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Crowdsourced clustering via active querying

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18 January 2024



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Above: Illustration of our algorithm Active Crowdclustering. A pair is queried to different crowdworkers until the upper or the lower bound is below or above 1/2, respectively. The confidence bound is based on the law of the iterated logarithm. Below: Illustration of how the confidence interval changes as we obtain more queries. Eventually, the upper or the lower bound will cross 1/2.

The success of supervised learning relies on a good-quality labeled dataset. A prime example is ImageNet [1], which played an indispensable role in advancing object recognition; it contains millions of labeled images. Moreover, the internet is a huge repository of images and textual content that could potentially be leveraged for supervised learning. However, the sheer volume and diversity of this data present significant challenges, as it is impractical for researchers themselves to label these data manually.

Consider building a vision system that can identify various dog breeds. Let us say we have obtained n images of dogs of various breeds. To label the breed of each dog, we could hire an expert. However, experts are rare, costly, and challenging to train. An alternative way is to hire crowdworkers. However, due to their lack of expertise, asking them to directly label the breed is not ideal. Instead, we could ask them to compare the similarity between two images of dogs. Such a comparison task is much easier since it does not require expertise:

Do dog image i and image j belong to the same breed?

By treating these dog images as nodes and using the comparison query’s answer to indicate whether there is an edge between two images, we can construct a graph. We could apply graph clustering algorithms on the graph to obtain the clustering and label at cluster level.

Naturally, one would ask which pairs of images should we query to the crowds. A type of approach involves querying a random subset of all possible pairs before running a graph clustering algorithm. This type of method is known as the passive method. The drawback of these approaches is that they can only recover clusters of size \mathcal{\Omega}(\sqrt{ n }), which is related to the hidden clique conjecture.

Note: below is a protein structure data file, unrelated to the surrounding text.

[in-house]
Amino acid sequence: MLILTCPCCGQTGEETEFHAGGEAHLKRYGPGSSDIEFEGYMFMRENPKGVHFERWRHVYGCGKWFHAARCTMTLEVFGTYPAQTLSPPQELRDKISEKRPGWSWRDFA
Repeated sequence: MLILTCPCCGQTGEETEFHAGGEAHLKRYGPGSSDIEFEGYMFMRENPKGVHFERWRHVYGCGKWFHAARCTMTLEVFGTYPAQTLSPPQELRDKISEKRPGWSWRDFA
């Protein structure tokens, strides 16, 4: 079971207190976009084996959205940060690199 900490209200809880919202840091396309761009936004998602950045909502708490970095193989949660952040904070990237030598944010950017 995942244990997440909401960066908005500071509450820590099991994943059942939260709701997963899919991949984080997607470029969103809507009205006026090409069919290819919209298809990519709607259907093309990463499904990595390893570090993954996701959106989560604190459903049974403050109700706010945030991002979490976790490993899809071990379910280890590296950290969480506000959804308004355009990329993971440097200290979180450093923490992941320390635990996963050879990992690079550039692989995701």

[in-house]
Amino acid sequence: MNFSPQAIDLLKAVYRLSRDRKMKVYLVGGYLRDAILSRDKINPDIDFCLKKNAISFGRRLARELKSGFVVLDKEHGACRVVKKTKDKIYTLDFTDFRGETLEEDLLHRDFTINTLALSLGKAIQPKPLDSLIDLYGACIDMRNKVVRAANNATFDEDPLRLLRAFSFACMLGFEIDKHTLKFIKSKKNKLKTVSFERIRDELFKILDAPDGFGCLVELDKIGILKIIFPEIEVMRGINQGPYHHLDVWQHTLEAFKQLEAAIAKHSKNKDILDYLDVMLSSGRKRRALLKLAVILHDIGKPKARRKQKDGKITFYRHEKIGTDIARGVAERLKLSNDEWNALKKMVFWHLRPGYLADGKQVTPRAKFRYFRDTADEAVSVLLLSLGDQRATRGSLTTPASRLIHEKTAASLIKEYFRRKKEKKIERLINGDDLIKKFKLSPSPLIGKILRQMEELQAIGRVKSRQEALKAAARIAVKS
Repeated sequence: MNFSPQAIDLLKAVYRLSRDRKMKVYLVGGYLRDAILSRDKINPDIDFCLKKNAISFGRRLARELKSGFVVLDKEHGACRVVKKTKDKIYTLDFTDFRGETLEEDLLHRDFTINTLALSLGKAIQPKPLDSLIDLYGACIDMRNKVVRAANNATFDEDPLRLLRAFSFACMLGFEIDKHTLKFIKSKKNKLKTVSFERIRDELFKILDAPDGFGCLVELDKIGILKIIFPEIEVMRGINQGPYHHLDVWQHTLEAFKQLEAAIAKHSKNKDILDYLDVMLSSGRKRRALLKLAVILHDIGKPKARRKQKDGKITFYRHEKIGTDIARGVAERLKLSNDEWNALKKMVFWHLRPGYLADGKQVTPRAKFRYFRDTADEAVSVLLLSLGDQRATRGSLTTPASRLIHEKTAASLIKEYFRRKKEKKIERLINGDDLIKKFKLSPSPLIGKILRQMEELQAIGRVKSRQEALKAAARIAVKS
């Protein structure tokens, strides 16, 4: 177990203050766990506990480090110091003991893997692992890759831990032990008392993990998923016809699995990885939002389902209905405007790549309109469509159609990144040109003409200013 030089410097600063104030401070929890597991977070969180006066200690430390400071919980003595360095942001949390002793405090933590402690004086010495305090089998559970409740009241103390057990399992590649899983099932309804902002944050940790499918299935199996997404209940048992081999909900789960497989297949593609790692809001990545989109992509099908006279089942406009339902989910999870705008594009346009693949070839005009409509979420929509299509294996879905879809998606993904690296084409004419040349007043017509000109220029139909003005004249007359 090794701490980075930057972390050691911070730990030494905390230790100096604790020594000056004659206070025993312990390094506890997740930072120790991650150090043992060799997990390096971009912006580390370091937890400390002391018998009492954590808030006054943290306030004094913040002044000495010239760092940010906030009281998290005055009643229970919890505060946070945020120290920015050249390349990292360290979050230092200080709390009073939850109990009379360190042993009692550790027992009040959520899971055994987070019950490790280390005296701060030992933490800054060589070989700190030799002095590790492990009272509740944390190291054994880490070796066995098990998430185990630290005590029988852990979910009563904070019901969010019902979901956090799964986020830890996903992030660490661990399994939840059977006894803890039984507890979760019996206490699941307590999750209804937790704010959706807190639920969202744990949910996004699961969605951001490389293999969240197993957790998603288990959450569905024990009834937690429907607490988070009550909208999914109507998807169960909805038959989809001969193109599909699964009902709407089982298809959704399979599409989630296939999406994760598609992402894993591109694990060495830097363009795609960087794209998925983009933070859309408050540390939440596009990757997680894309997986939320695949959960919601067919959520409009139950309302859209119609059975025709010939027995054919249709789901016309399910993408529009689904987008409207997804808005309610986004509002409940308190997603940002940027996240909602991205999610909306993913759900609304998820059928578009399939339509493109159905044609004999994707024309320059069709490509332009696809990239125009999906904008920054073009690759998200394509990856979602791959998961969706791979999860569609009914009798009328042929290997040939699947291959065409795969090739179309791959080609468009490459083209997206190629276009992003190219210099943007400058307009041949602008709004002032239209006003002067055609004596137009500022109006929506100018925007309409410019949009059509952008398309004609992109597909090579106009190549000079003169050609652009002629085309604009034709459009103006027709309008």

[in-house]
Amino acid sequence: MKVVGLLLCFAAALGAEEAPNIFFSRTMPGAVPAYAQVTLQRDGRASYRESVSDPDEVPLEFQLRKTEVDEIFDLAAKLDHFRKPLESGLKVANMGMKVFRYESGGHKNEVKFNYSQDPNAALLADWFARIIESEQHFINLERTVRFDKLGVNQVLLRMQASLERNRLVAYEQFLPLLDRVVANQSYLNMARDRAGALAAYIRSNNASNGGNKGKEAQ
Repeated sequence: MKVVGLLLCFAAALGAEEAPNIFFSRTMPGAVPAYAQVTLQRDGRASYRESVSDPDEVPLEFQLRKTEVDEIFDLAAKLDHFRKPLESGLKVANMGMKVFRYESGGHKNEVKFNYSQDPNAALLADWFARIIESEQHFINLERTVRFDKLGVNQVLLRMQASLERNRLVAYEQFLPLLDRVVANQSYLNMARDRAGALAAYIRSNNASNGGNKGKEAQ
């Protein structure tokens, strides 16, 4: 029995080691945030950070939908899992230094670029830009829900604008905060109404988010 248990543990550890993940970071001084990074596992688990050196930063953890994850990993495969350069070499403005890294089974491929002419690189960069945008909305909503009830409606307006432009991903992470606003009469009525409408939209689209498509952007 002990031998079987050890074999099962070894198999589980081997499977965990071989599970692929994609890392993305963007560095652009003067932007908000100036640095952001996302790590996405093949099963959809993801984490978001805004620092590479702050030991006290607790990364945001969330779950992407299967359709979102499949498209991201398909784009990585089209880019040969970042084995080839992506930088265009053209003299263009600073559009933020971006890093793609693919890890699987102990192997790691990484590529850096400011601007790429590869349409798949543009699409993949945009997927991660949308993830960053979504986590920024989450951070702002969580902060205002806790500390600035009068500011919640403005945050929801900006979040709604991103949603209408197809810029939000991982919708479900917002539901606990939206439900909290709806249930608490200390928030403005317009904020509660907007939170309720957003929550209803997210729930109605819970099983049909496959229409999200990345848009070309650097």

Figure 1: A sample of our pairwise queries interface displayed to the crowdworkers on Amazon Mechanical Turk.

To address this issue, many methods [2][3] have tried to actively select which images to be queried. However, they typically come with severe limitations, such as they need to know the number of clusters a priori, or they assume that crowdworkers’ error is parametrized by a single scaler. These limitations make these methods impractical.

Therefore, we propose Active Crowdclustering, which does not rely on any unknown parameters and can recover clusters regardless of their sizes. Moreover, it is computationally efficient and simple to implement. Lastly, we provide a theoretical guarantee, under mild assumptions that crowdworkers are independent and better than random guessers, that we can recover exactly the clusters with high probability.

Our algorithm works as follows:

  1. A randomly chosen item forms the first singleton cluster.
  2. Query a non-clustered item i with each representative item j of the existing clusters.
  3. To decide if i belongs to the cluster that contains j, we repeatedly query different crowdworkers until the membership of i can be established with confidence, which is based on the law of the iterated logarithm (LIL) [4, 5, 6].